J. Michael Straczynski Gave the Best Writing Advice at ComicCon

J. Michael Straczynski is primarily know these days as the creator-writer-producer of cult fave TV series Babylon 5 as well as of the slightly less cult favored Sense8. He’s also written a ton of other TV and won his fair share of awards.

So now that we’ve established dude’s cred, how about we see what he has to say about this TVWriter™ minion’s all-time favorite subject – writing:

by Dane Styler

Screenwriter, producer, novelist, and comics writer J. Michael Straczynskibelieves in sending the elevator back down. He believes in helping others, like he once was, who have talent but not enough information. So at San Diego Comic-Con 2017, Straczynski helmed another of his irreverent yet frank, funny yet informative Q&A panels as he solicited questions from a room full of aspiring writers.

Shall we begin?

FINISH THE GODDAMN SCRIPT

“While we are in the process of writing things, we can’t be judged. But when we finish and put it out there among our friends and people who don’t like us, they could say, ‘You’re not very good.’ If you’ve been working on something for a long time, finish the goddamn thing and move on to the next project. The more you do and finish, the more you learn.”

For comic books, don’t be worried too much about the type of script format you choose; it’s really what’s inside the format that matters (i.e. the content).

WORKSHOPS EN LIEU OF WRITING CLASSES

“Attend workshops before taking writing classes. Classes are there to teach you how the teacher feels you should write. Workshops help you find your voice.

“Though the best way to learn how to write is to read a lot.”

FROM CHARACTER TO PLOT

“When developing a story, there’s two ways usually: Go from character to plot, or plot to character. I work from character to plot because I found that when going from plot to character, often you end up with characters who are service to the plot instead of their own thing.”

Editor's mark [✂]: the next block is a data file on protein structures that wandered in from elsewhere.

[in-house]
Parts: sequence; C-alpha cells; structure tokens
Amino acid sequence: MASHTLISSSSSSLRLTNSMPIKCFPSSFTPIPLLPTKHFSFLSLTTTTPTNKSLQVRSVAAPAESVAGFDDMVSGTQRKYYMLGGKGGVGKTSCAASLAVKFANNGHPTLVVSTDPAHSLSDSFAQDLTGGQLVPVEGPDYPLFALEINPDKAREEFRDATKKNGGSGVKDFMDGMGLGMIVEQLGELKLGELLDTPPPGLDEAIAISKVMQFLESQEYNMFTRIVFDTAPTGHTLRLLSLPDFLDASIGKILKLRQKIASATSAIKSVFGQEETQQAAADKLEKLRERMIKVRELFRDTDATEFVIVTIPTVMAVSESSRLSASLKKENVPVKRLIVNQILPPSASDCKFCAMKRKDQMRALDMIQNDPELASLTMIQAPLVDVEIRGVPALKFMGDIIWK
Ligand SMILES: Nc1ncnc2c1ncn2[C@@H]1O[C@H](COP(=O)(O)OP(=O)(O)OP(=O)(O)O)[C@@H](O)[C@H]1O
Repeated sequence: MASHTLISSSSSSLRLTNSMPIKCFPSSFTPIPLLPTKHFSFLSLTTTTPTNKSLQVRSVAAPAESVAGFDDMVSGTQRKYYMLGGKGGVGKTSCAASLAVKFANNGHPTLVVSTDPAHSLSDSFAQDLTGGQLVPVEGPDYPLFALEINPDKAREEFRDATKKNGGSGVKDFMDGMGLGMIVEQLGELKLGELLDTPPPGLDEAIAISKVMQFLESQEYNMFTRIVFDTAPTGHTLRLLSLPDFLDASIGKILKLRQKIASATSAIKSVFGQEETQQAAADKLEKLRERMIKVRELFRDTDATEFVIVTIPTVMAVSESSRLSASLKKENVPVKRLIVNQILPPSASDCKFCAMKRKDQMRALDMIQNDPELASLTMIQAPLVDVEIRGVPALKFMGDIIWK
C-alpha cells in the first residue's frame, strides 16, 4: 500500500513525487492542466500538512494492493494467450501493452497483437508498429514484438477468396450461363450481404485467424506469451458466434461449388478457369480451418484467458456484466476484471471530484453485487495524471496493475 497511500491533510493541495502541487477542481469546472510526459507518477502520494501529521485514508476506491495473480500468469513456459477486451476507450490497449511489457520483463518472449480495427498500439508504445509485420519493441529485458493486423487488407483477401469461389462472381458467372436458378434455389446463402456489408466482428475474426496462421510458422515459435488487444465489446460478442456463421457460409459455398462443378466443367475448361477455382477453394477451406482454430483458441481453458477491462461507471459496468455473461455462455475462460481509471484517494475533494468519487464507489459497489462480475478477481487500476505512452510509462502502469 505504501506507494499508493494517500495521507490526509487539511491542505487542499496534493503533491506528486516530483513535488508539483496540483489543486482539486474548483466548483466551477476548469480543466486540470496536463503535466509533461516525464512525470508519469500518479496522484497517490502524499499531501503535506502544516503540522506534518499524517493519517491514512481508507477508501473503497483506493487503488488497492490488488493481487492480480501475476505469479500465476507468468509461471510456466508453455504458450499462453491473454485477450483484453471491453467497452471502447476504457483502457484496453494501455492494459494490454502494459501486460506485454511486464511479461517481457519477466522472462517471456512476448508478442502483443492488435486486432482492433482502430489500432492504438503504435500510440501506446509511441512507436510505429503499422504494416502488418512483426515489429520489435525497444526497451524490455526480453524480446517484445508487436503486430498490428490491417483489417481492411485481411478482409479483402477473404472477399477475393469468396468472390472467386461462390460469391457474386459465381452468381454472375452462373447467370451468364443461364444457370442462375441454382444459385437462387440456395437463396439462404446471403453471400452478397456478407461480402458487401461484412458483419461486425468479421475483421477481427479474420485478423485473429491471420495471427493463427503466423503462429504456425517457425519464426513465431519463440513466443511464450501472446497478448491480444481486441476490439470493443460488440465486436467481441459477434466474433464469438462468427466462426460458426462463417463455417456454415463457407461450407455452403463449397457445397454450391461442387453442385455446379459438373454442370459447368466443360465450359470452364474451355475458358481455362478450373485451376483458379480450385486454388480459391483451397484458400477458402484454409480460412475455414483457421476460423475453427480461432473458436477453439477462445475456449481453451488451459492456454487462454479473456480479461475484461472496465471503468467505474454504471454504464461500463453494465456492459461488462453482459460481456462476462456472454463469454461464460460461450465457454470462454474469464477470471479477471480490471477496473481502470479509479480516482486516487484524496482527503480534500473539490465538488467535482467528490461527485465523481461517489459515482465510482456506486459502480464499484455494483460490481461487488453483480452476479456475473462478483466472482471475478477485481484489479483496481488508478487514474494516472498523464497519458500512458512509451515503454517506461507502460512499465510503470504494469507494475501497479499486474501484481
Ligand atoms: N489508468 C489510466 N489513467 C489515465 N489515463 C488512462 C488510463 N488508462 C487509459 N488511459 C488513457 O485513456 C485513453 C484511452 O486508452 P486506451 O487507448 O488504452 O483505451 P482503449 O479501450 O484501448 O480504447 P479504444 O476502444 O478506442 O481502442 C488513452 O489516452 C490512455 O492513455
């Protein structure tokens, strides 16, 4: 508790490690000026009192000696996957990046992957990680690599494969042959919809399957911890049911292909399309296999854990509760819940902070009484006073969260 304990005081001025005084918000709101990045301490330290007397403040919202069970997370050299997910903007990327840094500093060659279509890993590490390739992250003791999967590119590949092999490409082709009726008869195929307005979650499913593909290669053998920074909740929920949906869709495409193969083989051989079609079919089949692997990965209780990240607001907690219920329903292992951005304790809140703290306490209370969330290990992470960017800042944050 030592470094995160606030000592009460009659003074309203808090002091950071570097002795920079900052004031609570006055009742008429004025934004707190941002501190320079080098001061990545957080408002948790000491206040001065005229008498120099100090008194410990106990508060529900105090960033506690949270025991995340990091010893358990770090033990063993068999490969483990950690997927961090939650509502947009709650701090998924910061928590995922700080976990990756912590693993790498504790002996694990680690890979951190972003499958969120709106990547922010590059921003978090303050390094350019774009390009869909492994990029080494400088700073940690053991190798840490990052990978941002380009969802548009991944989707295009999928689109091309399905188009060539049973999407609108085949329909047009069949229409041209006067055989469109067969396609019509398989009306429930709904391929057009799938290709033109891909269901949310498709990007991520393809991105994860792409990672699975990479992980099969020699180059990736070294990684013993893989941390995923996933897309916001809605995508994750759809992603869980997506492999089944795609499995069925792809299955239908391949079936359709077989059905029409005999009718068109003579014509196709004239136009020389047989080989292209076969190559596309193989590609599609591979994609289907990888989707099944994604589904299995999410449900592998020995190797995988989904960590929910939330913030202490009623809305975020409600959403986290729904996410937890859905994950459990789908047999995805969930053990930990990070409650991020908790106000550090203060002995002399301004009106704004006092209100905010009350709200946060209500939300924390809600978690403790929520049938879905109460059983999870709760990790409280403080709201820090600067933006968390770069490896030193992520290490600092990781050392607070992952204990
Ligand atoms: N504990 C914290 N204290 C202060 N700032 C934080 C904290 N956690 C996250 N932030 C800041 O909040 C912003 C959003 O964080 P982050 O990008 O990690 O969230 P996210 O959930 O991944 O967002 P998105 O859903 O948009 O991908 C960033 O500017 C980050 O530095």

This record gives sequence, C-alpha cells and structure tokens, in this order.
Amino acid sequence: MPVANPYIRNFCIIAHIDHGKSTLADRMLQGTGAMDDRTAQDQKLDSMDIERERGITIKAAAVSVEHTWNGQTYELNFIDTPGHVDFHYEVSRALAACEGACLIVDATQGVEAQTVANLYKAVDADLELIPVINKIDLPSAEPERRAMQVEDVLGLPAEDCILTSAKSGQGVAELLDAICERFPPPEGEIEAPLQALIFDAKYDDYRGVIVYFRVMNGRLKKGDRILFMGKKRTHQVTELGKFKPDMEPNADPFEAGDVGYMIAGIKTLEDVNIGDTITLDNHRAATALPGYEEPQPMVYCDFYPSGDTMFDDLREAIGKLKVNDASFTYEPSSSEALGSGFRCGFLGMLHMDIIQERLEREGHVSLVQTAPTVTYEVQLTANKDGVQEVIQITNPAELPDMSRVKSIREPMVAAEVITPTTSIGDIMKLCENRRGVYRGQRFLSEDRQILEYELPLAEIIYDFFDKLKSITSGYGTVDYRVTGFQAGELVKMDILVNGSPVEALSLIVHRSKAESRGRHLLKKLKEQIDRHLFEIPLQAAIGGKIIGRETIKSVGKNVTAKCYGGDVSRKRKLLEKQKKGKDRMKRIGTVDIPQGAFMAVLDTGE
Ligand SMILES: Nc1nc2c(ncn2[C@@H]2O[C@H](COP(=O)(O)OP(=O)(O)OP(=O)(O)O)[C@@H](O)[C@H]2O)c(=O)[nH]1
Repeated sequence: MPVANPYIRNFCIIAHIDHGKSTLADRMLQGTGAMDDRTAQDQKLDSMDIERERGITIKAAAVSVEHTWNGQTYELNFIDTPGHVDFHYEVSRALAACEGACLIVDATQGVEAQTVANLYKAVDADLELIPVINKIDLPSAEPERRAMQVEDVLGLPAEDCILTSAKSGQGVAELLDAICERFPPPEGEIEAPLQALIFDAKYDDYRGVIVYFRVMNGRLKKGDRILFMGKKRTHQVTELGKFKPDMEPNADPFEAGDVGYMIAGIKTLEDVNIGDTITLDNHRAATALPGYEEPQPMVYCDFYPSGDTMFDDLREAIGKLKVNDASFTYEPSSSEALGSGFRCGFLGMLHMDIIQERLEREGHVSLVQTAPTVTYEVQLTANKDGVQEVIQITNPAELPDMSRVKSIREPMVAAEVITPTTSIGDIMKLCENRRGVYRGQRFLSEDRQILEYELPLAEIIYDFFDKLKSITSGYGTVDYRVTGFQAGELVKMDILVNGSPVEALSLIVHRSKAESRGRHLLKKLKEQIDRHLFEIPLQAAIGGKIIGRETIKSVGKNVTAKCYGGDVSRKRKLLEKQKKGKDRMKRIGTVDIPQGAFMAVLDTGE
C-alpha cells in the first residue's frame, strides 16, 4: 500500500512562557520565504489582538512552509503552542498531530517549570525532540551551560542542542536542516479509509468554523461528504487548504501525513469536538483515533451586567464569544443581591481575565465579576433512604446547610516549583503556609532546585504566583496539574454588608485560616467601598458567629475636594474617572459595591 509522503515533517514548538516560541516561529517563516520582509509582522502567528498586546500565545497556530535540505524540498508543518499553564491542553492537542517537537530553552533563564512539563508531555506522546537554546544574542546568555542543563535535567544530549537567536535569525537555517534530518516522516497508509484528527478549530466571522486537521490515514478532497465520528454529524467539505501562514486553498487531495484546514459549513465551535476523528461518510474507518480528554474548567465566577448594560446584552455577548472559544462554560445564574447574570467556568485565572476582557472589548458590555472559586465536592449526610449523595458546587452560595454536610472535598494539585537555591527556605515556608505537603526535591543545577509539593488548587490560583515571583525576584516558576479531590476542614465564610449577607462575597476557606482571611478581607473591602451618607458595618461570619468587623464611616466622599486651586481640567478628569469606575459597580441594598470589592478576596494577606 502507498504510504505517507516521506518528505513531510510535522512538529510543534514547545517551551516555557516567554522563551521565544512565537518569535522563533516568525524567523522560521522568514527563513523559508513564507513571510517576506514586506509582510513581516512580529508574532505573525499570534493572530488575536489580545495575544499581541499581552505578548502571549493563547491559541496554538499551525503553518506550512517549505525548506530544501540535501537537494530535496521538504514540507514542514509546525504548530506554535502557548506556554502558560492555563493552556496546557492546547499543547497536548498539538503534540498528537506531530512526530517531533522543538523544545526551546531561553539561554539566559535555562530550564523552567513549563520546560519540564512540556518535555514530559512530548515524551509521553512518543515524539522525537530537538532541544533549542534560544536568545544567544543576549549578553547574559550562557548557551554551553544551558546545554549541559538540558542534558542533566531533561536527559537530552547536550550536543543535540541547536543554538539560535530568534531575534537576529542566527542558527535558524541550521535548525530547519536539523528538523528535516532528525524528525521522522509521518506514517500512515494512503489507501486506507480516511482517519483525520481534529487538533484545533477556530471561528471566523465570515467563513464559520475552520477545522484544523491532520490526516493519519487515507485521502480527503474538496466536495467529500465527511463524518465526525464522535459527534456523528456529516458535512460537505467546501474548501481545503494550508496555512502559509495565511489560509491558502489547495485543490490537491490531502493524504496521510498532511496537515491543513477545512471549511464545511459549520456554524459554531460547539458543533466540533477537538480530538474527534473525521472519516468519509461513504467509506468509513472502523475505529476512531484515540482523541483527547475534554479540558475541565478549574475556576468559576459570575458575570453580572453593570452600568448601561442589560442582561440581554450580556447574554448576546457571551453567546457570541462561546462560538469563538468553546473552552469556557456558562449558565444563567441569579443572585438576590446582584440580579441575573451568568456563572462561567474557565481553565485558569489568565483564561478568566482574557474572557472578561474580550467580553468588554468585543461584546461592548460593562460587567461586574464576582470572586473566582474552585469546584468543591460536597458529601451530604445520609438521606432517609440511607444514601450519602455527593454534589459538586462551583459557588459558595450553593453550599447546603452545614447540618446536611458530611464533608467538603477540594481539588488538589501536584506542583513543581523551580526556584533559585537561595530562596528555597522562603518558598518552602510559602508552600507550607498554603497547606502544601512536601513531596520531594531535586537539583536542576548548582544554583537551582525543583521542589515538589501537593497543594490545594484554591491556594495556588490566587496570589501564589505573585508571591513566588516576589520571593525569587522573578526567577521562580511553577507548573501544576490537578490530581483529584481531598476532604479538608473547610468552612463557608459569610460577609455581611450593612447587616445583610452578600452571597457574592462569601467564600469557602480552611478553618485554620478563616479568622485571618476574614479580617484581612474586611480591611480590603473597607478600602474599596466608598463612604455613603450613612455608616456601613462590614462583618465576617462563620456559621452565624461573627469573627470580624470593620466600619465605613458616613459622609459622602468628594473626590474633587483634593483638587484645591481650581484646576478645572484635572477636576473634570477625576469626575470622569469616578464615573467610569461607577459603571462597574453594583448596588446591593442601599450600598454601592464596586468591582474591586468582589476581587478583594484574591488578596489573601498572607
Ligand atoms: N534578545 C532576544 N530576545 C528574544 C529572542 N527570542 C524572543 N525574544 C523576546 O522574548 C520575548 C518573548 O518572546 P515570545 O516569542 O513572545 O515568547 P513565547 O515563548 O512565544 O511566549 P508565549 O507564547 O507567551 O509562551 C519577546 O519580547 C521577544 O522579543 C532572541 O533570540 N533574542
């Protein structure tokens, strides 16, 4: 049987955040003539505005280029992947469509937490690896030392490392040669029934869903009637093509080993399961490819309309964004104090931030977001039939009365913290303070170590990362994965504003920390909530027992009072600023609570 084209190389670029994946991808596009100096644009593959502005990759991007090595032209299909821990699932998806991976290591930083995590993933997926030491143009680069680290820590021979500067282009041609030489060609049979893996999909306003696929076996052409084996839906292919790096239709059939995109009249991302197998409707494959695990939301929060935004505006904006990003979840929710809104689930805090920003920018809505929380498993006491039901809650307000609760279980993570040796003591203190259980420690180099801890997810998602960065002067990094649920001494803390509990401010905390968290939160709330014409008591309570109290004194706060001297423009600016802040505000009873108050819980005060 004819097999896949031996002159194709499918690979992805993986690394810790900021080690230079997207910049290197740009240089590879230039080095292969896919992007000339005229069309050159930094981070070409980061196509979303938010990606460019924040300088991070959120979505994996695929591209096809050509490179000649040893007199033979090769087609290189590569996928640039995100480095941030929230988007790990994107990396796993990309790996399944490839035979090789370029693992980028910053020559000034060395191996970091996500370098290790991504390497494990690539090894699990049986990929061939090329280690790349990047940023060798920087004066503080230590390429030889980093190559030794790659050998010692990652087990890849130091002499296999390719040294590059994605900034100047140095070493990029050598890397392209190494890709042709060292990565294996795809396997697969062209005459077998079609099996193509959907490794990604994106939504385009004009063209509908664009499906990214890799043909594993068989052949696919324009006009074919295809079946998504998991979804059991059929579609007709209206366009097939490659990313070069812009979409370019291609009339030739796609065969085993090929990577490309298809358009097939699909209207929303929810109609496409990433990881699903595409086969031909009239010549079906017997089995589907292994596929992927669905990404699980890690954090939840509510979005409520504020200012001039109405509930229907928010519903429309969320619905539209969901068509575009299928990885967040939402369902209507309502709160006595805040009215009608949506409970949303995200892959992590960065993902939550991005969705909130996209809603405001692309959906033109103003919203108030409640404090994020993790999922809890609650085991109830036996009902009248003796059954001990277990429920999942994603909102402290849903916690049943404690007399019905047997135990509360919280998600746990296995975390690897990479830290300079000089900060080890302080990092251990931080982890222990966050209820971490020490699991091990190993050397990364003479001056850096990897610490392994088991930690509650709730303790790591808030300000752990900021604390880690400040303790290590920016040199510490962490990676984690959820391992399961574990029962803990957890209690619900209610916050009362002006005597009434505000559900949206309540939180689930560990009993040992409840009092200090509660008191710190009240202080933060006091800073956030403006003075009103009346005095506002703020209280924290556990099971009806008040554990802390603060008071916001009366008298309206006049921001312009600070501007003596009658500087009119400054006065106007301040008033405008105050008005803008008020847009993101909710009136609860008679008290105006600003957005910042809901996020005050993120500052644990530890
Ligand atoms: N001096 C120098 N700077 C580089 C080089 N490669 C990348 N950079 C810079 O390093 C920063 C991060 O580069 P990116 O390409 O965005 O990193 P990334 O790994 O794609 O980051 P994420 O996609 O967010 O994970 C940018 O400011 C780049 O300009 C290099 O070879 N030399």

ASK ALL THE QUESTIONS

“After you have a general idea, begin answering each next logical question, truthfully, one after another. Who is the character? What does he want? How far is he willing to go to get it? How far is someone else willing to go to stop him?”

Straczynski quoted Heinlein, saying that part of science fiction writing is solving the problem for the next five minutes. To compel readers to read further, you hook them with mystery after mystery, starting with first page and/or scene, answering some along the way as you create more mysteries. In addition, he emphasized research, research, and more research, which will lead to more ideas, and make it easier to find yours answers in the process of questioning.

“So really, your process should be: Asking the next logical question, defining your characters, and doing everything in your power to poke holes in your story. Better to figure out those holes now, than 200 pages in.

“Because if you don’t find those holes now, someone else will….”

Read it all at Bleeding Cool